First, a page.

I love the technical virtuosity displayed here as well as the vertiginous perspective, scary and beautiful at the same time. As someone who is afraid of heights I immediately thought of a “tipping point”, an apt metaphor for some of our current dilemmas.

“Tiny Totem: Five Glasses” Alissa Gillis

The juxtaposition of images here is terrific. Their rendering is highly accomplished. The images seem familiar, but it is hard for me to tell exactly what they are. It is surreal without being obvious.













Robert Beaulieu
On the Edge of an Invitation, 2016
Oil Painting, 18 x 14 x 11 in
$ 895


Robert Beaulieu
Waiting Kayaks, 2016
Oil Painting, 10 x 15 x 1 in
$ 695


Janet Blagdon
Resolving the Issue, 2020
Mixed Media, 20 x 24 x 0.08 in
$ 1300


Stephen Boczanowski
Newbury and Clarendon, 2020
Acrylic Painting, 21 x 36 in
$ 895

Stephen Boczanowski
The Backyard Team, 2020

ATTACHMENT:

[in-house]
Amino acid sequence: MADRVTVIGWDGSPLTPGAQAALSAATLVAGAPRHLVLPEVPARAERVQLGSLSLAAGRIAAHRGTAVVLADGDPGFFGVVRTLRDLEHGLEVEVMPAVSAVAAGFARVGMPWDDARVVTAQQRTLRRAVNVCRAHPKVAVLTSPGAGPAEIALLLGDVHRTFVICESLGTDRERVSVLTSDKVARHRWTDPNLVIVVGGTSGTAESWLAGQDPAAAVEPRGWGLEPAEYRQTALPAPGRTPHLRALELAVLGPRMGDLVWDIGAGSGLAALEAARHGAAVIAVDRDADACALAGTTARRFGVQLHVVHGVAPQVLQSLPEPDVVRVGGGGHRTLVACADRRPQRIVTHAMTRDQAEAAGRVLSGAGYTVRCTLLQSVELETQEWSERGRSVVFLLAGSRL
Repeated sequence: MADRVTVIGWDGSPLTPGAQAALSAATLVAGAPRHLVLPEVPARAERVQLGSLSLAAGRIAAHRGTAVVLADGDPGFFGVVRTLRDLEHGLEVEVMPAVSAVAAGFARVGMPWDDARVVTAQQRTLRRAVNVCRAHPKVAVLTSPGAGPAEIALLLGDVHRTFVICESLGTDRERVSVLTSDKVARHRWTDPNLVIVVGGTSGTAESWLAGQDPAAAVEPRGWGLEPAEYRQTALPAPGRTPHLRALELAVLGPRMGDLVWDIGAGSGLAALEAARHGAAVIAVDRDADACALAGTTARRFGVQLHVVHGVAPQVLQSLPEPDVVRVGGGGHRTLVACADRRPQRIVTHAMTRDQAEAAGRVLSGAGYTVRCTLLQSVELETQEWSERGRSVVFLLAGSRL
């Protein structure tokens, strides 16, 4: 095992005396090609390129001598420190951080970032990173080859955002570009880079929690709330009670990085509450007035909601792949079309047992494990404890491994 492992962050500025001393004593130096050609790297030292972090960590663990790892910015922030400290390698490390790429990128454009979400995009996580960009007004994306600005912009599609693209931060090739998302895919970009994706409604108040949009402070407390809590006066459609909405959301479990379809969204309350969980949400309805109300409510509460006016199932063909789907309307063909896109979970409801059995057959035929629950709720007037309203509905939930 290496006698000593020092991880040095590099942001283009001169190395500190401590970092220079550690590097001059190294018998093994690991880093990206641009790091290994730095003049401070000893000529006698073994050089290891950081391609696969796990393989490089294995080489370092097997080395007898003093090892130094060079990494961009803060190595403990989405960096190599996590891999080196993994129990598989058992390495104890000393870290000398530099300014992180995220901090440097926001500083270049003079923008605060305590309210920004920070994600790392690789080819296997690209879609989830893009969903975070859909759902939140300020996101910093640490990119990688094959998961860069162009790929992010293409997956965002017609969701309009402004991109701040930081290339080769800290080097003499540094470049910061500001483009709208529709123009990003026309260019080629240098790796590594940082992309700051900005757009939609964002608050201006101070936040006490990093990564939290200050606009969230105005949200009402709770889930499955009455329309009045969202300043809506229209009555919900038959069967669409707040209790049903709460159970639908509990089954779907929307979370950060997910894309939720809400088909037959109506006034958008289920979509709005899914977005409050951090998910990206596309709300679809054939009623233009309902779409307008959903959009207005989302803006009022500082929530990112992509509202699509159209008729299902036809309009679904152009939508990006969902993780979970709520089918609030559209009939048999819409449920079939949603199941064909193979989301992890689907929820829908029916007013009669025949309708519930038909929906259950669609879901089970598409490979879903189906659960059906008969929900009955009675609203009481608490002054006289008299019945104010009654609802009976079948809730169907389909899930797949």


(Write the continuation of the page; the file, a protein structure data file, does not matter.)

Acrylic Painting, 24 x 30 in
$ 895

Barbara Chaisson
Four Friends, 2020
Mixed Media, 20 x 20 x 1.5 in
$ 700


Nancy Colella
Silver Lining , 2020
Oil Painting, 12 x 12 x 1 in
$ 546


Heather Collins
Tipping Toward Autumn, 2020
Pastel, 17 x 14 x 1 in
$ 750


Heather Collins
Tipping Toward Dusk, 2020
Pastel, 13 x 16 x 0.75 in
$ 500


Nancy Connolly
Whisper Me, 2020
Printmaking, 18 x 14 in
$ 350


Donald Cooper
Choosing a Multiverse, 2020
Digital Media, 19 x 25 in
$ 400


Donald Cooper
Shuffling between Multiverses, 2020
Digital Media, 19 x 25 in
$ 400


Donald Cooper
Reflections in the Multiverse, 2019
Digital Media, 25 x 19 in
$ 400


David Cucinotta
Approaching Storm, 2020
Pastel, 12 x 12 in
$ 550


Kathleen Dunn
The Promise of America, 2020
Photography, 16 x 12 in
$ 250


Carol Egan Dupont
for a long moment, 2019
Photography, 10.5 x 14 in
$ 350


Drew Gaffney
36 Straight, 2019